I started writing this on the plane on my three hour flight back to Salt Lake City. I have to say that php|tek 12 this year was very excellent. It was great to catch up with many people, and meet so many more. This was my first year as a speaker, which was a lot of work, but very worth it. I’m hoping to be able to speak again in the up coming years.
Every single talk I attended was good. The speakers has spent some serious time in their preparation, and I picked up a lot of great ideas for improving my own talks for the next time. I also want to give a big thanks to the Joind.in folks, their tool is great for helping us learn how to improve our talks. I got great feedback for both talks on things I did right, as well as suggestions on some ordering on information to help my talks be ever clearer.
The WiFi actually worked this year, which was nice. While the internet connection wasn’t the best, it was far better than the previous year. It is nice to see venues starting to have more roboust wifi options that can handle many, many geeks at once.
There are so many more things I could point out, but there is one in particular that I thought I should mention. There have been some blog posts lately that many tech conferences are heavily focusing on heavy drinking, causing people who drink little or none at all to feel excluded. I have seen events myself that soon as the talks were done, it felt like it was a race to get smashed. I have also heard of a few tech events where some after hours entertainment made several uncomfortable, especially for women. I am glad to say that PHP Tek has zero of these problems, but quite the opposite.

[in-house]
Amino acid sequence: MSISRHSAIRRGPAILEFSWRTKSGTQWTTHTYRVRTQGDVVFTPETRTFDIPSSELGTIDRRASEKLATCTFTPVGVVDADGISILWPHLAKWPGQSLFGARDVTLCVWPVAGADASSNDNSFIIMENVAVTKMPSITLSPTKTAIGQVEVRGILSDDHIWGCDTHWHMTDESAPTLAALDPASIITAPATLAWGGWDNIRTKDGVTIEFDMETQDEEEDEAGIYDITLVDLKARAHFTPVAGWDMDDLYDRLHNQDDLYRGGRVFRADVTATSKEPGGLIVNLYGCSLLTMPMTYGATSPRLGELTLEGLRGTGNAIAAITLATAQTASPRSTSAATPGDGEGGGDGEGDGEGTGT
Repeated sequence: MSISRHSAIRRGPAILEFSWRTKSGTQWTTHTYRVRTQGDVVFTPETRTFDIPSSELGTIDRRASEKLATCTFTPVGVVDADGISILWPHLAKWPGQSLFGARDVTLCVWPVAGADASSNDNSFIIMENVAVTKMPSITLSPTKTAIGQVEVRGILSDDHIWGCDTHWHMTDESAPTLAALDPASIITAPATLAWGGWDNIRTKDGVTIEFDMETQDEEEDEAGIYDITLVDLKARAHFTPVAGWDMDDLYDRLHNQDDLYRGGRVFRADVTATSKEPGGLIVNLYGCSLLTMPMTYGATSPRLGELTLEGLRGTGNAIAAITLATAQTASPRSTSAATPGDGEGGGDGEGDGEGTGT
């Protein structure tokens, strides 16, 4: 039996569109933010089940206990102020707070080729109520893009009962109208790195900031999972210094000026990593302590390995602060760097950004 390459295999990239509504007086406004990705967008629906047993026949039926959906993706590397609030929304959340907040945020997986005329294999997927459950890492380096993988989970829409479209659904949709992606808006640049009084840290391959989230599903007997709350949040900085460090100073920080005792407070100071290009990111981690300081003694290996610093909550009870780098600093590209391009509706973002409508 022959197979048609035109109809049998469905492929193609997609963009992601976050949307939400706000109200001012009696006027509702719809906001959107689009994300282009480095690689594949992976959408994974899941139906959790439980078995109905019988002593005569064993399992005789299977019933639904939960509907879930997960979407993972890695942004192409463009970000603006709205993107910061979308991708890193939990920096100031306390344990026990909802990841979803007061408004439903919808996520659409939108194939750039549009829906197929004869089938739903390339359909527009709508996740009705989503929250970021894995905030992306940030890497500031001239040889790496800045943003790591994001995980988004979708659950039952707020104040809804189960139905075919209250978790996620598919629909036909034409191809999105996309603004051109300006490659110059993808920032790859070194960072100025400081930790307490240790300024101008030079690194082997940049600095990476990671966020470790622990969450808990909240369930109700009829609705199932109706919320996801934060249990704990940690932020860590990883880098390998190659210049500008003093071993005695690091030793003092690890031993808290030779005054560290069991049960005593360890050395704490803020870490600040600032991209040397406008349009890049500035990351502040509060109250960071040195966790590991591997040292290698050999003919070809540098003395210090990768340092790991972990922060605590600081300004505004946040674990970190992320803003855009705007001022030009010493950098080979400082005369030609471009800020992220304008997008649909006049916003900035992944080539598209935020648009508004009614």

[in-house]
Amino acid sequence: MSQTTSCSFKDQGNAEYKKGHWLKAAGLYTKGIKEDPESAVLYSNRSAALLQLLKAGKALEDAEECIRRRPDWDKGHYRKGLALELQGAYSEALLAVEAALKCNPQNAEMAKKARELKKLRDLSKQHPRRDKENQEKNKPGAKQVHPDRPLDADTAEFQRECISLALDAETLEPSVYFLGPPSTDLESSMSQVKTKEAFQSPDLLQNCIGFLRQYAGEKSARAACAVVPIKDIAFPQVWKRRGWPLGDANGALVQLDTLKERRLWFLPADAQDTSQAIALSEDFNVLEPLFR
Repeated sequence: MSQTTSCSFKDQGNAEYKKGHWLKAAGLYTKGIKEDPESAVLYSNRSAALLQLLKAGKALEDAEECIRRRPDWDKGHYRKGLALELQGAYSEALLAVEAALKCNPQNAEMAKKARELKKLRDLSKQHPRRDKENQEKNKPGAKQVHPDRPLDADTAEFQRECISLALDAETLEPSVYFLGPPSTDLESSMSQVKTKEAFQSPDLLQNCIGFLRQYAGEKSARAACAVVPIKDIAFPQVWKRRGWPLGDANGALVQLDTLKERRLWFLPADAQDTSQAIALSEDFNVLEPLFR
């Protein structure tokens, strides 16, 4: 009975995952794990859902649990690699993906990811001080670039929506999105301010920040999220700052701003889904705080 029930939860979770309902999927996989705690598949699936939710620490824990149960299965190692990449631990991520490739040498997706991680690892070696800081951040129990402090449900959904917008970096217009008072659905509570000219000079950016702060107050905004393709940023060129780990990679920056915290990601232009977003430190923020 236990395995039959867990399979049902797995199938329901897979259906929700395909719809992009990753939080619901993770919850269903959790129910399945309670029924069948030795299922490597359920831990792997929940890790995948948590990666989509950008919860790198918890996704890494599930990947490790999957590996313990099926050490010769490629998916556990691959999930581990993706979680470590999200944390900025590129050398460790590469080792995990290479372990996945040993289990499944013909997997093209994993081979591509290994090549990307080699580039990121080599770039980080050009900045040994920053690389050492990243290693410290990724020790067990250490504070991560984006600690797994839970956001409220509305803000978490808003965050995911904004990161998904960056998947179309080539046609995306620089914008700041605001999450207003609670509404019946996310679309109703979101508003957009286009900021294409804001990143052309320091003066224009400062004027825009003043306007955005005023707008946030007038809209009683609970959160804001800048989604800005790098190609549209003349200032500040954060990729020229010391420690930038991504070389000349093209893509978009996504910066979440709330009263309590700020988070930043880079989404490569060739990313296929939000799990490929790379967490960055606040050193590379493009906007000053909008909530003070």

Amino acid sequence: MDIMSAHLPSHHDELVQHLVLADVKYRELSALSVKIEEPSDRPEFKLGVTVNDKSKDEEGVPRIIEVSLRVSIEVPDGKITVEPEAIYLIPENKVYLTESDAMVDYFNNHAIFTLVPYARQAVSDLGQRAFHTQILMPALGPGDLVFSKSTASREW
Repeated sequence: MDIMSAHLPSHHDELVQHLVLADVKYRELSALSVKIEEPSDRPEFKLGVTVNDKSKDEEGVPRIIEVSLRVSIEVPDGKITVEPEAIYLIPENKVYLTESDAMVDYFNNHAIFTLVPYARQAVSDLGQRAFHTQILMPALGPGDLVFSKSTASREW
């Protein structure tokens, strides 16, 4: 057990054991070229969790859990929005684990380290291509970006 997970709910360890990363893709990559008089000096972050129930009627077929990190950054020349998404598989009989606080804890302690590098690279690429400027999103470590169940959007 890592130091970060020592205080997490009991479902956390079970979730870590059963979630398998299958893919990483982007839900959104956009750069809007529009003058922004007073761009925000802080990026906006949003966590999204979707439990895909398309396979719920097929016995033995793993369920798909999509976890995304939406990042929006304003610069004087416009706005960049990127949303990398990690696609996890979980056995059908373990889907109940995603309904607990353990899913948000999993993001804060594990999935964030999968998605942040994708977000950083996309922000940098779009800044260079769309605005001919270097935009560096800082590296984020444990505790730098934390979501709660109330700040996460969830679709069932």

For those who do not know, I am LDS (aka Mormon), and so I do not drink. I always have that little worry in the back of my mind when I attend a conference I’m unfamiliar with if I’ll be heading up to my room early since everyone else is too busy getting wasted. But PHP Tek has never, ever, been a problem in my two years of attending. Don’t get me wrong, the PHP Community is known for it’s enjoyment of Alcohol, and there were plenty of free drinks during Tek. There were multiple attendees who are passionate about home brewing, and brought some of their beverages to share with everyone. I think each night there were free drinks of some sort, but they weren’t the focus. We would have an “UnCon” with impromptu talks, a “hack-a-thon” with everyone working on many different projects, and a community jaunt around downtown Chicago.
But each time, the focus was on socializing and having a good time, and it didn’t matter if you were holding a root beer or a regular beer. Not once did I feel uncomfortable or unwelcome, and when I headed up to my room it was due to exhaustion, not exclusion. I can honestly say I had a great time, and I believe the reason why is that from the organizers, to the sponsors, to the speaker, to the attendees: everyone was there to be a community. I even enjoyed the friendly jokes about my hot chocolate instead of coffee. 🙂
So I hope all conferences can take a look at php|tek and see how they were able to organize their event. It is possible to make everyone feel welcome and still have a good time.
Thank you Marco, Cal, Beth, Arbi, Keith, and the rest of the Blue Parabola team. I was honored to speak at your conference, and I hope I can do it again in the future. To everyone I met and saw at the conference, I hope to see each one of you again in the future, and look forward to seeing you at php|tek 2013.